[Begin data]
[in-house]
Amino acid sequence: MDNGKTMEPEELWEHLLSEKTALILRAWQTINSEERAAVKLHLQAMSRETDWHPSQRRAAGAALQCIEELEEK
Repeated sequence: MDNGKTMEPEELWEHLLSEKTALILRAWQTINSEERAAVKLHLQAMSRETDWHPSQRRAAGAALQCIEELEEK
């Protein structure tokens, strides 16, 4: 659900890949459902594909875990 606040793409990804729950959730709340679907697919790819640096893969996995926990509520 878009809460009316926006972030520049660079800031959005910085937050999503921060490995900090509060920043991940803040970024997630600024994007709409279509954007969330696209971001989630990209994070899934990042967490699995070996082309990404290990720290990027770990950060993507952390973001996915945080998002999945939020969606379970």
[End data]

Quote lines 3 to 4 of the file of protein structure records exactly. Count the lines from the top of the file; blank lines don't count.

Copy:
Repeated sequence: MDNGKTMEPEELWEHLLSEKTALILRAWQTINSEERAAVKLHLQAMSRETDWHPSQRRAAGAALQCIEELEEK
């Protein structure tokens, strides 16, 4: 659900890949459902594909875990 606040793409990804729950959730709340679907697919790819640096893969996995926990509520 878009809460009316926006972030520049660079800031959005910085937050999503921060490995900090509060920043991940803040970024997630600024994007709409279509954007969330696209971001989630990209994070899934990042967490699995070996082309990404290990720290990027770990950060993507952390973001996915945080998002999945939020969606379970």